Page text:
As for “person,” it’s a legal term that like all legal terms (“proximate cause,” “preponderance of the evidence,” etc.) is inexact and subject to varying interpretations.  Except for one point on the human life continuum, any other designation of “person” along that continuum is arbitrary. What is not arbitrary and inexact is that a distinct human “other” comes into existence at the moment of conception. This other is not his/her mother and not his/her father, but a genetically unique member of our species that IMO is entitled to both moral and legal recognition. It’s one of the failures of the pro-life movement, regrettably, that it has yet to convince a majority of people about the intrinsic value of nascent human life.     

@ Warren Patton:

disliking the people who support a cause is not a good reason to oppose that cause


Thank you again for this reminder. This is a very good point that I seem to often forget (maybe intentionally). 

The Church and many others who oppose abortion might find a somewhat more receptive audience if they did not also condemn most forms of contraception as gravely evil, leaving abstinence as the only real alternative to giving birth. Unfortunately, even a woman who freely chooses abstinence may find it necessary to poleax a male partner, which is arguably also evil, although, males being what we are, there is room for disagreement about the gravity.

Without disparaging the efficacy of the rosary, I think other possible reasons for gradually declining abortion rates

may be more reliable contraception methods and better sex education, both of which are often grimly opposed by pro-life people as steps to promiscuity.

And then there is this question:  For reducing abortion rates, is it more effective to harangue and shame a woman contemplating an abortion and to call her a slut and a murderer, or would it be better to ward off desperation by offering her loving support, public and private, through the months of the pregnancy and the early years of her baby? Sadly, that is not just a rhetorical question.

If this was only science fiction instead of the real world, I'd have everyone temporarily sterilzed at puberty and people would have to make a conscious decision to reverse that to have a child.  The abortion rate would plummet.  But probably conservatives would find that idea horrific.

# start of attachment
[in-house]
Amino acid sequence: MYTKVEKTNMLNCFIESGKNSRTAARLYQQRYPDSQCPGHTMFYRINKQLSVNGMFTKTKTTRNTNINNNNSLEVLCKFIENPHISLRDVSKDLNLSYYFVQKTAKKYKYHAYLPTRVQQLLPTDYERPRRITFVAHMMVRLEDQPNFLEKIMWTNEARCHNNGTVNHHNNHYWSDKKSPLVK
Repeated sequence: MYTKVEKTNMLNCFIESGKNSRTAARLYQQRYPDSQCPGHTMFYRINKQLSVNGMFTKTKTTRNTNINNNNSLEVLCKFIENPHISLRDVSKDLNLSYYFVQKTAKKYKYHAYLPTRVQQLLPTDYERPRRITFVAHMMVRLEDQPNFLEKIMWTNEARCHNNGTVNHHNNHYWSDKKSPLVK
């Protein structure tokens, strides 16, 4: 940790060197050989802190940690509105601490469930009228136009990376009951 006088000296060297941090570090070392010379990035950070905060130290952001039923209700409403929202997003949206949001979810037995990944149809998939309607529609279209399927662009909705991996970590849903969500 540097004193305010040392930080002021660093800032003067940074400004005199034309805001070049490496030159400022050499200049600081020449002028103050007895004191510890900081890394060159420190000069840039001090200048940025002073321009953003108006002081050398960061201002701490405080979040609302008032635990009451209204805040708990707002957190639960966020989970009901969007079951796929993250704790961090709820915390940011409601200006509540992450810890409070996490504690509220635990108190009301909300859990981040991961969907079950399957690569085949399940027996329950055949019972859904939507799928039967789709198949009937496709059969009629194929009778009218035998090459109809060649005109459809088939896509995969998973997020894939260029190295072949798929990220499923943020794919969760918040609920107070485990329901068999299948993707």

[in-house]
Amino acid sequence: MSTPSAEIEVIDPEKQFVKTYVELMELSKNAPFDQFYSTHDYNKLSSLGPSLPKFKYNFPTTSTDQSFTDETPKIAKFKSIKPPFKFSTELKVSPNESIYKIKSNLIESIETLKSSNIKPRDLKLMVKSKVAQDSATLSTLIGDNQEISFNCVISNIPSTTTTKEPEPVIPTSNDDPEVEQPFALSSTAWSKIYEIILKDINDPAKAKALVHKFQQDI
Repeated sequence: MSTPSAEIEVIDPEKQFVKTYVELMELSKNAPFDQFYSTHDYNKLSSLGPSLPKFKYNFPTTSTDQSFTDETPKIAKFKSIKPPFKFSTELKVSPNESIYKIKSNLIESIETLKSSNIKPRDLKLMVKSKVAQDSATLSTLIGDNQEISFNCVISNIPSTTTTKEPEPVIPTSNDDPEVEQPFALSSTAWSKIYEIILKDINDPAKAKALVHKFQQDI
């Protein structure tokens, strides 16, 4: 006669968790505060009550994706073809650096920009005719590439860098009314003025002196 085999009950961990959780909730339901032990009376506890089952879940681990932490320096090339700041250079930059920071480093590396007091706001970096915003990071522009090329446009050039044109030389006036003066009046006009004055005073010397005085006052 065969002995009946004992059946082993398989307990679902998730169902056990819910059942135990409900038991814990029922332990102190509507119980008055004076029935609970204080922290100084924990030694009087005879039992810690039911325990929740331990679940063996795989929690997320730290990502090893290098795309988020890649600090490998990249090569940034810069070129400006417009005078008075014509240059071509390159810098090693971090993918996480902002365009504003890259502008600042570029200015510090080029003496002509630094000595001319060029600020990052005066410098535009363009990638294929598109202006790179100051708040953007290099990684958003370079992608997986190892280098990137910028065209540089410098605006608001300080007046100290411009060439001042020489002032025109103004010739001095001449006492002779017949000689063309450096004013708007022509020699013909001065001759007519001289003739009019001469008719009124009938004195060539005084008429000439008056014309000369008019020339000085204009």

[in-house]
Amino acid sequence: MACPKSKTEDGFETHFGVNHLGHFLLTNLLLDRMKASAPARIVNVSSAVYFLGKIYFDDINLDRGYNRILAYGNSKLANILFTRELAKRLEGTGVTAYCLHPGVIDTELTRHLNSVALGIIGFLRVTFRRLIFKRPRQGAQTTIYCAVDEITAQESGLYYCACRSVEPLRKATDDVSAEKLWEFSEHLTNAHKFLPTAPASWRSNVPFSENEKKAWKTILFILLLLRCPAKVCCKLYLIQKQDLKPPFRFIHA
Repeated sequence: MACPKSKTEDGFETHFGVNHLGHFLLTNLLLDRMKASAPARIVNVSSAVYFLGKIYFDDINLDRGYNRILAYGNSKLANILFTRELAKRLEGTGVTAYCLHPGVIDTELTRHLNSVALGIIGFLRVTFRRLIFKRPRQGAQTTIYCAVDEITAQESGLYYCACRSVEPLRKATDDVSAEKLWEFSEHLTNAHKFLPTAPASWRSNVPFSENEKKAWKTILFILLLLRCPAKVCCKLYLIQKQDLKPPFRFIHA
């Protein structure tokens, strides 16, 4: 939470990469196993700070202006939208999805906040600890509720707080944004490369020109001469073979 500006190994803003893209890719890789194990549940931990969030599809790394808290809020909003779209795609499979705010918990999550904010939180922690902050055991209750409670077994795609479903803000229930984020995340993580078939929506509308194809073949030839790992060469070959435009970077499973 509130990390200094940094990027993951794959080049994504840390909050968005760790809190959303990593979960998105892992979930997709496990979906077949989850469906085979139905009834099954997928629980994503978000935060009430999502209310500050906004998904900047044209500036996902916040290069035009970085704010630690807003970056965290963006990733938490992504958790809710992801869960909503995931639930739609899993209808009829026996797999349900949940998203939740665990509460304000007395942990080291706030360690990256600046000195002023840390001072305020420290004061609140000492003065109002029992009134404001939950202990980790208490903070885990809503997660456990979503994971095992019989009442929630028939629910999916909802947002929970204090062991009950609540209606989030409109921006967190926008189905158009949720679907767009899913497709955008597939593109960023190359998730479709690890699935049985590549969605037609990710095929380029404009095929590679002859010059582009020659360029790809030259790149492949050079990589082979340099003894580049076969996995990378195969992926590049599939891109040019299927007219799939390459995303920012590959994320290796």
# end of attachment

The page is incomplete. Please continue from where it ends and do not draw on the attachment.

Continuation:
disliking the people who support a cause is not a good reason to oppose that cause

Good reason or not, it's how people tend to think. That rancher chap in Nevada had a lot more support for his anti-government stance before he told the world "one more thing I know about the Negro." Maybe it's a lazy shortcut and unfit for philosophers, but most of us do judge causes and ideas in part by what we know or think we know, good or bad, about the people espousing them. Celebrity endorsements. Political advocacy. Sayings of the wise and holy. Saves time and effort at the cost of some accuracy.


Chastity belts for all! With modern synthetic materials they shouldn't chafe as much as they used to.

But who will keep the keys?

I get so tired of abortion discussions.  As soon as somebody brings up the question of whether or not the fetus is a person with a right to live same as other persons, immediately pro-choice people start give all sorts of good (heart-rending and serious) reasons for having abortions.  But rarely are they willing to address the question:  do abortions, especitally after the first few months kill real for true babies (very young persons)?  What most pro-choicers seem to want to avoid is saying, "Yes, I hate to say it, but I think it's OK to kill some babies".

It goes on and on.  Same ole, same ole.